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Performance Management

What you need to know about: Performance Management

Who should read this?

Employers with full-time, part-time, casual or fixed-term employees.

Why is it important?

What you need to do

Performance management is an ongoing process, with a formal review at agreed intervals during the year. The degree of formality will vary depending on your workplace, but it’s important to ensure employees clearly understand what is expected of them. This is best done through regular discussion about their performance.

There are four main steps involved:

  1. planning
  2. monitoring and coaching
  3. reviewing performance
  4. managing outcomes of performance review, either:

This brochure provides checklists of the key tasks involved with each step. The Employment Relations Act 2000 requires employers to act in good faith and follow fair and reasonable processes.

This brochure cannot be viewed as a definitive set of rules. However, it provides a guide to good practice behaviour in performance management that will help you establish strong employment relationships.

More information on performance management can be found in An Employer’s Guide to Employment Relationships. You can contact us with specific queries on 0800 20 90 20 or visit our website

Key Steps to Effective Performance Management

Key Steps to Effective Performance Management.
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1. Planning checklist

If you answer no to any of the questions you may need more information

Link to business performance Yes No n/a
Are you clear on what your business is trying to achieve?      
Do you have a clear view on how your employees can contribute to your overall business objectives?      
Can you describe the culture of your business and how your employees need to behave to fit this culture and help achieve your business goals?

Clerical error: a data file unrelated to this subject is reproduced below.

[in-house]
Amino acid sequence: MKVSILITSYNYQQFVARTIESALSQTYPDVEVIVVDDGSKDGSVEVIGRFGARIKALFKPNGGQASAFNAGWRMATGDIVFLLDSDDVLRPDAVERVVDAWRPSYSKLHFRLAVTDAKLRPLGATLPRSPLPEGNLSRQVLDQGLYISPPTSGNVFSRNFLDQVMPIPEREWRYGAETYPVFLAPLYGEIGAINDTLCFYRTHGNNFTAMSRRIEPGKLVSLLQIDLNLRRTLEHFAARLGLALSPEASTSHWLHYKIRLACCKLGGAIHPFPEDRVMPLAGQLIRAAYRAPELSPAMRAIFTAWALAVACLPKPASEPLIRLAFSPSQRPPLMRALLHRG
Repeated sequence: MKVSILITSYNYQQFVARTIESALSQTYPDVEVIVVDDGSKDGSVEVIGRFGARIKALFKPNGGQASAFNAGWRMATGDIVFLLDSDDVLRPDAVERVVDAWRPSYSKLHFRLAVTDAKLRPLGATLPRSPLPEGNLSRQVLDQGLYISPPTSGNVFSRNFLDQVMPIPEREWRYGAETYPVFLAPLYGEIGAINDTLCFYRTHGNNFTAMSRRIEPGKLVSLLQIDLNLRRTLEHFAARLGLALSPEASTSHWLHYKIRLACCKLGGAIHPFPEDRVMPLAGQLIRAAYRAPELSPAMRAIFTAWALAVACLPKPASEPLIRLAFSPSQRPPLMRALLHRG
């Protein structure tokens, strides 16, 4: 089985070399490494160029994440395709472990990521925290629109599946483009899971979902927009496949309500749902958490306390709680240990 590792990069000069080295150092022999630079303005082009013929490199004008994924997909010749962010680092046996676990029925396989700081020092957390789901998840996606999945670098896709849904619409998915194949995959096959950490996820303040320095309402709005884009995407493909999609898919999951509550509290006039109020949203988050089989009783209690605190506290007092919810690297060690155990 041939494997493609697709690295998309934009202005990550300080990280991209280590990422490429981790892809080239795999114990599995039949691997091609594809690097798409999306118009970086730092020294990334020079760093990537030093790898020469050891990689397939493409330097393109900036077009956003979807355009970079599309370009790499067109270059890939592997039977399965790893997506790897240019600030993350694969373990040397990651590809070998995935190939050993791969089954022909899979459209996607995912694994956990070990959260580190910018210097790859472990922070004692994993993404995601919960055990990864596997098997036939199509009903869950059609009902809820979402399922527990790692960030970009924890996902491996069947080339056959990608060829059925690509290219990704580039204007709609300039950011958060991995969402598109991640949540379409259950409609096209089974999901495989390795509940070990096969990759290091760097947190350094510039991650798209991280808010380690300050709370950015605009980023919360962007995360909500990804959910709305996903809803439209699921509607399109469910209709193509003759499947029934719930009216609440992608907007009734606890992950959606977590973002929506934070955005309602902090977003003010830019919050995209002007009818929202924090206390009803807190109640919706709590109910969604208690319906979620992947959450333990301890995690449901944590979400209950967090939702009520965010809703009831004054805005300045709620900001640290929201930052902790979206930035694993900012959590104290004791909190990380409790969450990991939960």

Have you determined how you will acknowledge performance achievements?
For example:
  • will you offer monetary rewards
  • will you acknowledge success in non-monetary ways, e.g. gift vouchers, dinners or trips away?
     
Are your managers and supervisors clear on their role in managing staff performance?      

 

When a new employee starts Yes No n/a
Have you discussed performance expectations?      
Have you discussed expectations relating to the employee’s work and how they behave?      
Does the employee have all the required competencies for the role or do they need coaching in some areas? For example:
  • relevant technical skills
  • relevant people skills, e.g. teamwork.
     
Have you ensured that the employee knows who will be assessing their performance?      
Is the employee clear about the process that will be followed to review their performance and the timing? (For example, a formal review might be held twice a year, with regular informal feedback during the year.)      

 

Set performance expectations for all staff Yes No n/a
Have you agreed 4-6* performance objectives that are clear, specific and measurable so that performance can be measured fairly and objectively?
Consider:
  • job specification
  • business plan
  • company targets and budgets.
[*guideline only – more or less may be appropriate]
     
Have you ensured that each employee’s objectives link back to your business goals so that they help you achieve them, and the employee understands how their role helps the business succeed?      
Have you considered having team as well as individual objectives?      
Have you written down the agreed objectives and given a copy to your employee?      
Have you got a process in place to update objectives if circumstances change?      

FURTHER INFORMATION: www.business.govt.nz, www.ird.govt.nz & www.dol.govt.nz /er/starting/relationships/Employment Relationships.pdf

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2. Coaching and monitoring performance checklist

If you answer no to any of the questions you may need more information

Informal review Yes No n/a
Are you observing your employees’ performance regularly and not just when the formal review is due to take place?      

 

Informal feedback Yes No n/a
Are you giving your employees regular feedback on their performance to ensure there are no surprises when the formal review takes place? (Try to give specific examples of what your employee did well and where they could improve)      

 

Acknowledge good performance Yes No n/a
Are you acknowledging good performance so your employees know they are doing well and meeting performance expectations?      

 

Coaching poor performance Yes No n/a
Are you supporting employees who are not performing well and making sure they know what they need to do to improve their performance?      
Are you providing training where this is necessary to help them improve their performance?      

 

Updating objectives Yes No n/a
If circumstances change, are you updating objectives with your employees?